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Long and Gleeson banned
The pair were found guilty of misconduct at a Rugby Football League hearing in Leeds after admitting gambling ?1,000 on an under-strength Saints to lose by more than eight points to the champions on Easter Monday.
Both players collected around ?900 after Bradford won 54-8 against a St Helens side lacking 11 regulars.
Gleeson, who played in the match and ironically scored the opening try, has been banned for four months and Long three months. Both were also fined ?7,500 and ordered to pay ?2,205 in costs.
The suspensions begin with immediate effect, ruling the players out of Friday's League match at Widnes, and are likely to have a major impact of St Helens' prospects of adding the Super League crown to last month's Challenge Cup triumph.
The players left without comment four hours after the hearing began and have 15 days in which to lodge an appeal.
Long, Super League's leading scorer in 2004 with 179 points from 16 League and Cup matches for his club, will be free to play again on September 17, just before the end of the regular season.
His suspension ends two days before St Helens' scheduled final League match, which coincidentally is against Bradford at Odsal.
It means Long will be able to take part in the Super League play-offs and for Great Britain in the end-of-season Tri-Nations Series against Australia and New Zealand but that prospect seemed a long way off tonight.
Sean Sexton, Long's legal representative, said: "In hindsight, Sean realises that he was daft to have a bet on the game but the tribunal accepted that he was not dishonest and he was not involved in any betting coup.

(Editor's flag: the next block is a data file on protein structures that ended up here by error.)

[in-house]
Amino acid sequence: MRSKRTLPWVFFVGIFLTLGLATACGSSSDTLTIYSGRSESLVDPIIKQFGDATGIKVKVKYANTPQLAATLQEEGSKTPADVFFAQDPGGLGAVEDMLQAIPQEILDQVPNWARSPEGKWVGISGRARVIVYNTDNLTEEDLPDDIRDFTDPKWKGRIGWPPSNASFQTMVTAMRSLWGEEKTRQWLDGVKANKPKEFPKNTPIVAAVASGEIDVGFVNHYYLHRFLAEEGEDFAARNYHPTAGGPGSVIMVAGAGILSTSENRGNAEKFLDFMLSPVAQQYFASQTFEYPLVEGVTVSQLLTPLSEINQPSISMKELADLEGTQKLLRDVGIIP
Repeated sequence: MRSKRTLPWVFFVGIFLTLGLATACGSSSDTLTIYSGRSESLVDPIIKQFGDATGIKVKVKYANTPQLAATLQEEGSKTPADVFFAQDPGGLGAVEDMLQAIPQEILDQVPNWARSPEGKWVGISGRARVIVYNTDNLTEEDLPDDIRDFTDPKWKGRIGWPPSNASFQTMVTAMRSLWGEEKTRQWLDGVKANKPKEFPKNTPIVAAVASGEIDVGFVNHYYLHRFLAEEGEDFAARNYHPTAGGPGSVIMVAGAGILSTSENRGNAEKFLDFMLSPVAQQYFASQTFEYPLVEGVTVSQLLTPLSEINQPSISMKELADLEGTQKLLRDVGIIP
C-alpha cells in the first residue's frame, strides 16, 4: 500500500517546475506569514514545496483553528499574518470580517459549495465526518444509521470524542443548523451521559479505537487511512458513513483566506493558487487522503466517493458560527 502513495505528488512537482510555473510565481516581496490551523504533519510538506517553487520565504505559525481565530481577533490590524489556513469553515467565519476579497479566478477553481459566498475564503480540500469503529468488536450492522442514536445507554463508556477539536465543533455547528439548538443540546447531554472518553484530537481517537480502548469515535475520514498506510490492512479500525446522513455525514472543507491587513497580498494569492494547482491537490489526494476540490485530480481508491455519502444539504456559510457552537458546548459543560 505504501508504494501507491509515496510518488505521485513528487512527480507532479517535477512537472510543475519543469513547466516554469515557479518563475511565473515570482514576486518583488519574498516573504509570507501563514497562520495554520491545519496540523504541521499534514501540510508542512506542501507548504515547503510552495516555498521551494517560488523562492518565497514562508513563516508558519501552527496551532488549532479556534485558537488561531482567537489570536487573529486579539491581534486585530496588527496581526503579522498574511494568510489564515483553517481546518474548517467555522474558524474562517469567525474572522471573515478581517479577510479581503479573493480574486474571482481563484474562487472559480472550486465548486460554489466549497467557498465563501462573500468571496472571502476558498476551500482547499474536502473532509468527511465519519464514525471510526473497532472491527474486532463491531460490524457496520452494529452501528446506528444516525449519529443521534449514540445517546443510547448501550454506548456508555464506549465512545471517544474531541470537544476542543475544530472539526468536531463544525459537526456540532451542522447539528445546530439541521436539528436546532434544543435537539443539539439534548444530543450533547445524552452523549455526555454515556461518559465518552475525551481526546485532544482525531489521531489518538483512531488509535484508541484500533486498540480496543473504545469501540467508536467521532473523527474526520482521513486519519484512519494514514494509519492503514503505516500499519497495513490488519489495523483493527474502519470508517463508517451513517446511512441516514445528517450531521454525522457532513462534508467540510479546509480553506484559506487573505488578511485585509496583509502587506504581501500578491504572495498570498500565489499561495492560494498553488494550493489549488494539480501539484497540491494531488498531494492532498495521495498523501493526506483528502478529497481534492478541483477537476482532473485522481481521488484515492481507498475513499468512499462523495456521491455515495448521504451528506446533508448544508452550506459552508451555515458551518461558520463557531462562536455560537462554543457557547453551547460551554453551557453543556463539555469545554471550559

"Sean is disappointed that, given his exemplary disciplinary record, the ban he has been given, effectively finishes his season.
"We will seriously consider appealing the decision once we have been able to study the judgement."
Gleeson, who has been handed a greater punishment because he played in the match, is banned until October 17, the day after the Grand Final, and is effectively ruled out of the Tri-Nations Series.
On behalf of Gleeson, David Hanman said: "Martin is very upset. His season is at an end and he has gone home to be with his family to digest the decision."
The panel, headed by judge Peter Charlesworth and also comprising Deryck Fox and former Castleford chairman David Poulter, heard that the players admitted placing the bets but said they were unaware of the relevant bye-laws.
The bets were said to have been placed on the day before the match and the players are said to have expressed their shame and apologised for their actions.
Long initially told the Daily Mail that he had placed the bet for a friend but an investigation revealed that both players placed their winnings in their own bank accounts.
In a statement, the panel said: "The adverse publicity to the RFL and to sport generally when these bets were exposed has been immense.
"It brings into question the integrity of the game and the perception of the sport by the general public let alone by the supporters of a team who are entitled to expect their players to seek only the success of their side and not to obtain a personal profit by them losing.
"There must be a significant penalty in order to fulfil our duty to preserve the good name of rugby league. We are also conscious that we are setting a precedent."
RFL executive chairman Richard Lewis said just under 50 calls were received to the hotline set up in the wake of the revelations but the investigation showed there was no widespread betting coup or suggestions of match-fixing.
"The decision reinforces the rules of rugby league and the fact that betting of this nature will not be tolerated," said Lewis.
"We have no evidence that betting is a widespread problem. We will consider what lessons need to be learned but it is important to keep this isolated incident in context.
"It's a setback but I don't think it will be a setback in the long term."